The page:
A Closer Look at Movable Type 4 beta
After being a little mean in my quick link (and being called out for it), I decided to take a closer look at the newly released Movable Type 4 beta to see if this is a monumental shift that could rattle those WordPressians or ExpressionEnginites into switching over.
The first thing I noticed in downloading the beta was file size. It weighed in at a hefty 4MB compared to under 1MB for WordPress and just over 1MB for ExpressionEngine. Even scarier was realizing that there were over 1600 files contained within that compressed file. Suffice it to say, it took awhile to upload to my web server (I should've downloaded it directly to the web server!).
Loading up the install, I was mightily impressed by the new look and feel. Mind you, I was pretty happy with what they had there before. I've always felt it was better than WordPress. The setup process is a little more complicated than WordPress in that you'll need to have a little technical knowledge to complete the installation process (like, choosing between sendmail and SMTP). All-in-all, the installation went smoothly.
Interestingly, I noticed they're using Candara, which comes off looking pretty sharp. The interface is a huge departure, for the most part, from what was in version 3. Right off the bat, you'll notice the Flash graph that highlights the number of comments, entries, and tags (courtesy of Measure Map).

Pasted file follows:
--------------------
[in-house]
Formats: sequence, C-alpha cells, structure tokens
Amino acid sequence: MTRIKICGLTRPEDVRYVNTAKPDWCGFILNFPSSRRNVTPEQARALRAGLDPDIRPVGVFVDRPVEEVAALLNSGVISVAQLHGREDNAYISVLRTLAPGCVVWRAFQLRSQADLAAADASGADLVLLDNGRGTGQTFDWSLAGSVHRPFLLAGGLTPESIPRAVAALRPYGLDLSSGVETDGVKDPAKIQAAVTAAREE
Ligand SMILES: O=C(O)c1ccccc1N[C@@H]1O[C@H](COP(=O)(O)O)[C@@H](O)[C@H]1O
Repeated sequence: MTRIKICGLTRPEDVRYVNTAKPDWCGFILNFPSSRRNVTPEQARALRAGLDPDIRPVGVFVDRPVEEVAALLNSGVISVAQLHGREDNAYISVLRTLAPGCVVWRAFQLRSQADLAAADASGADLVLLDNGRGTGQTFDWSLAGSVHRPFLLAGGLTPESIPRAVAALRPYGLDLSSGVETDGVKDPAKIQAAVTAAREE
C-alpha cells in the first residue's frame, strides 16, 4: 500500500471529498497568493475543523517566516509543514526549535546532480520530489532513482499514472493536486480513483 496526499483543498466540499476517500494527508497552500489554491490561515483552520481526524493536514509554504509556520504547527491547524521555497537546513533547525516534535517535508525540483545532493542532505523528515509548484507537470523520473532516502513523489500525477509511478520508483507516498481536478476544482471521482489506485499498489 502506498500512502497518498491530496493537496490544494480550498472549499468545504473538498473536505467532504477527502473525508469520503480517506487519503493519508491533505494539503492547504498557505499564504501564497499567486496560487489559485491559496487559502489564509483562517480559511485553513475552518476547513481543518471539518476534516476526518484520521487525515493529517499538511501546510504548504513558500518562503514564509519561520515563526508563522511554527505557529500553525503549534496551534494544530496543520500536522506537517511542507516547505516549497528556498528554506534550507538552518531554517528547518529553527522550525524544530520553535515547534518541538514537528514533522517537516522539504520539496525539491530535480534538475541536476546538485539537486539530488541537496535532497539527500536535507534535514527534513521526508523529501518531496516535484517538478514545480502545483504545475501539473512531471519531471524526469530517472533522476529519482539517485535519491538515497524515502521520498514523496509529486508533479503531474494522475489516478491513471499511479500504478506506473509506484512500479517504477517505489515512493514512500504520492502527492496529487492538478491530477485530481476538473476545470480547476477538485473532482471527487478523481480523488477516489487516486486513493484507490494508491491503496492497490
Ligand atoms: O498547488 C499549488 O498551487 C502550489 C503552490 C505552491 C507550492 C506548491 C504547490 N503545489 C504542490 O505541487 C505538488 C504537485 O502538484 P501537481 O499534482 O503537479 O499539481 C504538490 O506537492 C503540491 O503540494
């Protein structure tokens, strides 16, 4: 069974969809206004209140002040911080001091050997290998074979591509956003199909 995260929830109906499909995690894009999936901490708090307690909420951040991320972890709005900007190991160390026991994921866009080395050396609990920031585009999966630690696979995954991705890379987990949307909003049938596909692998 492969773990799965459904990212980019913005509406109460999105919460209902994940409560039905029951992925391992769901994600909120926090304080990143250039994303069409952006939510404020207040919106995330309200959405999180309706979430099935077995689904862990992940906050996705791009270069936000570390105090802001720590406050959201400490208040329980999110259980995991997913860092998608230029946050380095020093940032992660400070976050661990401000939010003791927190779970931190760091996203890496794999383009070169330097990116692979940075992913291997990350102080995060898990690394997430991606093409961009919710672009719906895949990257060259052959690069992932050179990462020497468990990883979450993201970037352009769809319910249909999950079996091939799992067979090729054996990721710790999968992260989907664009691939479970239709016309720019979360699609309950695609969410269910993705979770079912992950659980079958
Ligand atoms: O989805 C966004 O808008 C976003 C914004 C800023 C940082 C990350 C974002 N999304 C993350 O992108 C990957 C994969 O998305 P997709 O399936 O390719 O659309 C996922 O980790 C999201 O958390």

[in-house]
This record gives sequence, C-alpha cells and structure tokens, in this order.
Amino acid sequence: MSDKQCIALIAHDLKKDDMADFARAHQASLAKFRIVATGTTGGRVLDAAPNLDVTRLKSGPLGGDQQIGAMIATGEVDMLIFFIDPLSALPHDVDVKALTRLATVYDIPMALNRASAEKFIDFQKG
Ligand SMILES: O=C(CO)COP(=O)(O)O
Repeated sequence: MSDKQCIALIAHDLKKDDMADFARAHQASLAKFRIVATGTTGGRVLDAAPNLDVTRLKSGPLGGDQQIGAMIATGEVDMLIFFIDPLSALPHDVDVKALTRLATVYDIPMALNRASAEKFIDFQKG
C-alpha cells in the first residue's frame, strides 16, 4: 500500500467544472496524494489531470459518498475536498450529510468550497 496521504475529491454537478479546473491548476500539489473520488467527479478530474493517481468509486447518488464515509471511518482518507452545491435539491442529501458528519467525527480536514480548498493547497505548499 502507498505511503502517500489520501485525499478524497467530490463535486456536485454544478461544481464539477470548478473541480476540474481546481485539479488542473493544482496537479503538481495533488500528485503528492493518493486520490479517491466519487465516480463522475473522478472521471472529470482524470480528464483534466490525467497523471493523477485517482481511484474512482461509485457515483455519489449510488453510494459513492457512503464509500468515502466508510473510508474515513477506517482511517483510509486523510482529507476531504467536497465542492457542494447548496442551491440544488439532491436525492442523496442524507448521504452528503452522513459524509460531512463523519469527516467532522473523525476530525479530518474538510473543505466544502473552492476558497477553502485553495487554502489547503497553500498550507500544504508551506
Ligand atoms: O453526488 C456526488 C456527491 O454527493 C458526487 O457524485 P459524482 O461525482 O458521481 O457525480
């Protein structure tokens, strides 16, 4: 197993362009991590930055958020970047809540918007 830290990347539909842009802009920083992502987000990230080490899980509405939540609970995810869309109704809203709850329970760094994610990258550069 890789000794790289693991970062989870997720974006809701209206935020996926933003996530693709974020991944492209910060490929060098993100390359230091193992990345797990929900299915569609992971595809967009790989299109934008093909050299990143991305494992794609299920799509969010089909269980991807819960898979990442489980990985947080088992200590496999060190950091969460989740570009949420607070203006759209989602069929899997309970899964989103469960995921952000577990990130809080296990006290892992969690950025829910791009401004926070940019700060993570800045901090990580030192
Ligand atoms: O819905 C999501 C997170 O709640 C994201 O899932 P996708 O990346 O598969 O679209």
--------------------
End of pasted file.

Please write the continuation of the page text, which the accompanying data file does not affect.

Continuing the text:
Hopping into creating an article, I was also very impressed with the look and feel of the default WYSIWYG editor. For those who want choice, you can also do Markdown, Markdown with SmartyPants and Textile 2.
The file and image upload features were probably my least favourite part of the editing process. Right off the bat, I discovered I couldn't close the image dialog unless I refreshed the page or uploaded an image. The dialog is also extremely slow to load (it's Ajax!!!). All files and images that get uploaded are stored in an 'organizer' that you can go into separate from the entry editing process. The upload process is also much nicer making it easier to understand where files were getting put in the site structure.
I also didn't much like the drop down menus. I find them distracting very quickly and can sometimes be a pain to get at what I want (like wanting to click on the home icon and having the blog menu drop down over top of it).
Some of the other big things that the MT folks are pushing is the registration system, allowing users to log in using a number of different systems like Vox and OpenID.
Editing pages also felt more intuitive, even though I sense that not much has really changed in this regard since version 3. Sometimes an interface change is all that's needed to make a feature more worthwhile (I'd put the recent Google Analytics redesign in the same category).
Same ol', same ol
Unfortunately, I didn't really feel like much get added besides a new interface and better registration. Many of the more interesting features, like being able to clone a blog, are being handled by plugins, many of which were already available for MT3.
Spam protection seems unchanged. I fear how much spam wouldn't be caught by it in comparison to what I have now.
It's also still Perl at its core. This is one area that I think turns off developers. Not that PHP is a dream to program in but more people know PHP than Perl.
While the interface is very nice and there are some nice new features, I think they still have a long way to go before it'd convince anybody from switching back.